Security isn’t just a matter for your dedicated SOC team, it’s an organizational-wide responsibility and one that ideally you need to manage through every stage of the business cycle. If you’re developing client software, you don’t want to find yourself implicated in a supply chain attack, and if you are building in-house, custom IT applications, you want to ensure that security is something that is considered from the get-go and continues to be factored in throughout the development cycle.
With businesses increasingly relying on the cloud to manage operations and resources, the security risks posed by applications, endpoints, infrastructure and users become more difficult to visualize and harder to manage and respond to. What is needed is an integrated security methodology. Enter SecOps.
Depending on the size and structure of your organization, SecOps can range from a management methodology implemented across the entire business to one that is implemented in a specific IT project. The key to SecOps is that you bring in security considerations at the earliest, and ideally every, stage of planning and development.
The best way to understand SecOps is to first take a look at its better known counterpart, DevOps, and then consider what happens when we bring security into the equation. With DevOps, you aim to move away from a siloed approach where the development team and operations team work independently. Instead, you bring them together, working as a single, cohesive team that can respond better and faster to business challenges. This is done through an integration of tools, practices and goals, with effective tooling and automation at the heart of the process.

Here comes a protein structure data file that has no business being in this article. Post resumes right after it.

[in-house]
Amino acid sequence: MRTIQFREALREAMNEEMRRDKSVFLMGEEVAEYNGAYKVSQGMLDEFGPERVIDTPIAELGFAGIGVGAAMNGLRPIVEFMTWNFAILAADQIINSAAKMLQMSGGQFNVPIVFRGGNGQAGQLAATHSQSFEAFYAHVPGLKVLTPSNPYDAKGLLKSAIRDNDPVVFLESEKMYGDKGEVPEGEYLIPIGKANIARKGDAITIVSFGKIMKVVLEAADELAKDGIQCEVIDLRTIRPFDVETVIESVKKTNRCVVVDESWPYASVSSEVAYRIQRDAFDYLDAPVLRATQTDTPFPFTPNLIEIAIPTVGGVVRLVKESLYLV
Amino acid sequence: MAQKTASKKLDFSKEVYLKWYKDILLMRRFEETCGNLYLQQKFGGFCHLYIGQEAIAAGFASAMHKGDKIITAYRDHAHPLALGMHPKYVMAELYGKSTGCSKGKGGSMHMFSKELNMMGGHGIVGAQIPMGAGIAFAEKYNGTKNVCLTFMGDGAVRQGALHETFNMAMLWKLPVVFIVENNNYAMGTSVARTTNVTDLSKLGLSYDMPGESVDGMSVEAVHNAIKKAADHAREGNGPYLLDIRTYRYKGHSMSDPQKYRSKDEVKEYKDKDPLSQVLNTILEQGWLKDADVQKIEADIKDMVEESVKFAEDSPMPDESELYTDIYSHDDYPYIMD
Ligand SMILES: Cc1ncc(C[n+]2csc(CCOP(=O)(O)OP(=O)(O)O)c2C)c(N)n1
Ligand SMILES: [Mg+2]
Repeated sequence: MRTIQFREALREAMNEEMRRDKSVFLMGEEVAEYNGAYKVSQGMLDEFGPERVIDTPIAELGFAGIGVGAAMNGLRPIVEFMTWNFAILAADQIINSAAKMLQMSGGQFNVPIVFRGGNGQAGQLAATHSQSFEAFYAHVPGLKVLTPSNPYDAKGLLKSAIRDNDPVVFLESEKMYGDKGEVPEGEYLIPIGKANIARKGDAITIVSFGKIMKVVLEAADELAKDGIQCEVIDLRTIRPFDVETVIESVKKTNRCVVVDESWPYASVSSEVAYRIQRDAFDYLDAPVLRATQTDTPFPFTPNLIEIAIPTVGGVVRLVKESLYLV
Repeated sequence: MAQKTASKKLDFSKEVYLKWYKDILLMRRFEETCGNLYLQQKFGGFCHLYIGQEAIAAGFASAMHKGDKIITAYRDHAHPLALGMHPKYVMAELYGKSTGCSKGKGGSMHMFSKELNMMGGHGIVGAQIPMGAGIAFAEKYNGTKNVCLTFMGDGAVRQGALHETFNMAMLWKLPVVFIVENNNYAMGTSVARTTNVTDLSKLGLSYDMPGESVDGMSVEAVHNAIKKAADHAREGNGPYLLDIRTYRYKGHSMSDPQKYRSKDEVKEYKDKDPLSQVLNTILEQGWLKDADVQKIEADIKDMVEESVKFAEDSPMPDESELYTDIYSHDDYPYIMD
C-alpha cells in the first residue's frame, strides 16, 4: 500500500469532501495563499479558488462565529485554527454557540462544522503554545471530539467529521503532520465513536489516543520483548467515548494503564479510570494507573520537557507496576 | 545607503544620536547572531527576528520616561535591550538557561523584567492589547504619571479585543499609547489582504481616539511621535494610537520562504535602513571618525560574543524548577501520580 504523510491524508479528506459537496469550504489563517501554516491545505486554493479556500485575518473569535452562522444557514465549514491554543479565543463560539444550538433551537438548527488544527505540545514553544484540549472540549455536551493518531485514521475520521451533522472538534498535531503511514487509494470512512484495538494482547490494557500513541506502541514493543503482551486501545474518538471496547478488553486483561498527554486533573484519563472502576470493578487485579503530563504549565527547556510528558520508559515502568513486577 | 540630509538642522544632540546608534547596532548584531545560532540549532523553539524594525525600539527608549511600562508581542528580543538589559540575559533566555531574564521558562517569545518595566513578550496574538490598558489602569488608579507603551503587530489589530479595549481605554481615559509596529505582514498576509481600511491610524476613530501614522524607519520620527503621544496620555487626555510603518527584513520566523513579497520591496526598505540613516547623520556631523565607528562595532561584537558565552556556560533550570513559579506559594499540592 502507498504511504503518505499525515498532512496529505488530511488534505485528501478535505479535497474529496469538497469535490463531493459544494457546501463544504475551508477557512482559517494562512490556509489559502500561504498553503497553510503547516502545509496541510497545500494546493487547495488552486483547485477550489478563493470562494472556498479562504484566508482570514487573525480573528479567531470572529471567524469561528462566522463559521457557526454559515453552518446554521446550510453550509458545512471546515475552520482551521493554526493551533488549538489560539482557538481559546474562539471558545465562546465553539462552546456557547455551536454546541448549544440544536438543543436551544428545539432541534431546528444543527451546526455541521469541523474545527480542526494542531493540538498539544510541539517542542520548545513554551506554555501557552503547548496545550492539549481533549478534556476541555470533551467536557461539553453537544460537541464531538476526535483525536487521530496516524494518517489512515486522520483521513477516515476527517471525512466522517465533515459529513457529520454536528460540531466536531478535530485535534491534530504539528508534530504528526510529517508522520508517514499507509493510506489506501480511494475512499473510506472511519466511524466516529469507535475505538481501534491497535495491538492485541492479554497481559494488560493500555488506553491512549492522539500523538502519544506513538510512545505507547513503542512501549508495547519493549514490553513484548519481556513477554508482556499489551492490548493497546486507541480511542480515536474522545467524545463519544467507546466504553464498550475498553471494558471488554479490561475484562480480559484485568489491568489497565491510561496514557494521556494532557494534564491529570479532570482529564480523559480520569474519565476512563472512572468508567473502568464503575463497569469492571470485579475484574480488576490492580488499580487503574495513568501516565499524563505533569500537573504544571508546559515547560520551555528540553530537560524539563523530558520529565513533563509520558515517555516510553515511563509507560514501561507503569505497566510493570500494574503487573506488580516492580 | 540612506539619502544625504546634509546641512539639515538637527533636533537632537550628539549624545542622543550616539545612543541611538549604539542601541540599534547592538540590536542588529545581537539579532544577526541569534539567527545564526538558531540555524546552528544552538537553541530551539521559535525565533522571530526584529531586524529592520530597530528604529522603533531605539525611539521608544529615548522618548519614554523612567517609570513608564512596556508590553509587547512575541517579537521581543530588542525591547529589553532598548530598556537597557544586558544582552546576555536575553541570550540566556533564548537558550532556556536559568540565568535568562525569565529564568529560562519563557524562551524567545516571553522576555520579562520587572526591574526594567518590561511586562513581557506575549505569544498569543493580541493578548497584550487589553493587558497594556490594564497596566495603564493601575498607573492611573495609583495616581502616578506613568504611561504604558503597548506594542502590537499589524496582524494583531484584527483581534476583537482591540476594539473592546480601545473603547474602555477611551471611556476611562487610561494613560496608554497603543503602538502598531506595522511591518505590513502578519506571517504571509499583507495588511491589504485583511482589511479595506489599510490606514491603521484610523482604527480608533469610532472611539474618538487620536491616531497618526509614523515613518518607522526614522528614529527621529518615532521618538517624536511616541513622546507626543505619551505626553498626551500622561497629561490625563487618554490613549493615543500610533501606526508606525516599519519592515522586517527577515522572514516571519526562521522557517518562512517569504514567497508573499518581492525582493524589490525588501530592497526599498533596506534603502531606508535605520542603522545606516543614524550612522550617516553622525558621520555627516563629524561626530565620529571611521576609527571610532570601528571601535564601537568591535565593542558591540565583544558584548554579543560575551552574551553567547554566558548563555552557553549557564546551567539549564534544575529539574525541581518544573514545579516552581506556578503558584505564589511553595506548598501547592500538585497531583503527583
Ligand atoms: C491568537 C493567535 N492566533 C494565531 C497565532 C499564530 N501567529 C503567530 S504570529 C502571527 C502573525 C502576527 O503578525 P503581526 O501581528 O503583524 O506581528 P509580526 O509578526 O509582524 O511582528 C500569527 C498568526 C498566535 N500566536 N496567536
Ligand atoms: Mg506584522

Now lets add security to the consideration. When security is the focus of everyone involved in a project, from compliance to incident response, you start to enter the realm of SecOps. The fundamental idea is that you integrate security considerations into your Dev and Ops teams, automating security tasks across the development lifecycle, increasing accountability, visibility and response at every stage.
Ultimately the goal of SecOps is to improve the security posture of the business, its products and services by introducing security considerations as a shared responsibility. This goal can itself be broken down into a series of objectives.
Building more secure applications means establishing cross-team collaboration, so a major goal of SecOps is to overcome the siloed approach to organisational management. If you already have a DevOps approach, SecOps is a natural bolt-on. If you don’t, management buy-in is crucial to establish a clear roadmap and ensure commitment across the organisation or project.